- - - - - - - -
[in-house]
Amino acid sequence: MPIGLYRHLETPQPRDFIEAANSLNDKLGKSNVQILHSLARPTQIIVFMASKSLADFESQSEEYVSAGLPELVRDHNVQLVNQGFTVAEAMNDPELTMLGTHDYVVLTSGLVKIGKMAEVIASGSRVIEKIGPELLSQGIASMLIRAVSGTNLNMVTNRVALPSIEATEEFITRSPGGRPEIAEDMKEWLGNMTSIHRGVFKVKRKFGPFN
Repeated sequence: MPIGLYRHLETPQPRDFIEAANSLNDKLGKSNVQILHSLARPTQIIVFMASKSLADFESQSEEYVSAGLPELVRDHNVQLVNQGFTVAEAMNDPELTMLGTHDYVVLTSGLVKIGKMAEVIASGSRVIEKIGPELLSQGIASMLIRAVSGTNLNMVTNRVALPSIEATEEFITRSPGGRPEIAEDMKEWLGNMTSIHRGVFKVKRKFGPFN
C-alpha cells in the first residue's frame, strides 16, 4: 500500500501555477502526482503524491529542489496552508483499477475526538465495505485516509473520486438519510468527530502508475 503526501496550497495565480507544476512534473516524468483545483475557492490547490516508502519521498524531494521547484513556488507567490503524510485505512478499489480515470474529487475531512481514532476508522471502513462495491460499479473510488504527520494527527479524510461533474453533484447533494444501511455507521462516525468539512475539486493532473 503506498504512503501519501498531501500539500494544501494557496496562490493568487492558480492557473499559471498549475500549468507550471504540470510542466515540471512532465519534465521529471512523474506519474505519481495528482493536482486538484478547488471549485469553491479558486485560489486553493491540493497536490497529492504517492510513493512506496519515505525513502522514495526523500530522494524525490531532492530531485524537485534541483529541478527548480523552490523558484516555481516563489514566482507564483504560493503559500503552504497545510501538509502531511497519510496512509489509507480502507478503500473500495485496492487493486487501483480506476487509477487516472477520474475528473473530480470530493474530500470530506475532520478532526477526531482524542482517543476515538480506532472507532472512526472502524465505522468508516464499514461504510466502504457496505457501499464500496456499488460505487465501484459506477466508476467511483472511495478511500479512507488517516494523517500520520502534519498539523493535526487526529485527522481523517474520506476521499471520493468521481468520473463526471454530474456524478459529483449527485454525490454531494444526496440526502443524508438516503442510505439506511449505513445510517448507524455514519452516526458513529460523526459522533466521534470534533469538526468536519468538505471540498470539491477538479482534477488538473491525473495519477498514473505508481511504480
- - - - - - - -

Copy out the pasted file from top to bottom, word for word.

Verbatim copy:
[in-house]
Amino acid sequence: MPIGLYRHLETPQPRDFIEAANSLNDKLGKSNVQILHSLARPTQIIVFMASKSLADFESQSEEYVSAGLPELVRDHNVQLVNQGFTVAEAMNDPELTMLGTHDYVVLTSGLVKIGKMAEVIASGSRVIEKIGPELLSQGIASMLIRAVSGTNLNMVTNRVALPSIEATEEFITRSPGGRPEIAEDMKEWLGNMTSIHRGVFKVKRKFGPFN
Repeated sequence: MPIGLYRHLETPQPRDFIEAANSLNDKLGKSNVQILHSLARPTQIIVFMASKSLADFESQSEEYVSAGLPELVRDHNVQLVNQGFTVAEAMNDPELTMLGTHDYVVLTSGLVKIGKMAEVIASGSRVIEKIGPELLSQGIASMLIRAVSGTNLNMVTNRVALPSIEATEEFITRSPGGRPEIAEDMKEWLGNMTSIHRGVFKVKRKFGPFN
C-alpha cells in the first residue's frame, strides 16, 4: 500500500501555477502526482503524491529542489496552508483499477475526538465495505485516509473520486438519510468527530502508475 503526501496550497495565480507544476512534473516524468483545483475557492490547490516508502519521498524531494521547484513556488507567490503524510485505512478499489480515470474529487475531512481514532476508522471502513462495491460499479473510488504527520494527527479524510461533474453533484447533494444501511455507521462516525468539512475539486493532473 503506498504512503501519501498531501500539500494544501494557496496562490493568487492558480492557473499559471498549475500549468507550471504540470510542466515540471512532465519534465521529471512523474506519474505519481495528482493536482486538484478547488471549485469553491479558486485560489486553493491540493497536490497529492504517492510513493512506496519515505525513502522514495526523500530522494524525490531532492530531485524537485534541483529541478527548480523552490523558484516555481516563489514566482507564483504560493503559500503552504497545510501538509502531511497519510496512509489509507480502507478503500473500495485496492487493486487501483480506476487509477487516472477520474475528473473530480470530493474530500470530506475532520478532526477526531482524542482517543476515538480506532472507532472512526472502524465505522468508516464499514461504510466502504457496505457501499464500496456499488460505487465501484459506477466508476467511483472511495478511500479512507488517516494523517500520520502534519498539523493535526487526529485527522481523517474520506476521499471520493468521481468520473463526471454530474456524478459529483449527485454525490454531494444526496440526502443524508438516503442510505439506511449505513445510517448507524455514519452516526458513529460523526459522533466521534470534533469538526468536519468538505471540498470539491477538479482534477488538473491525473495519477498514473505508481511504480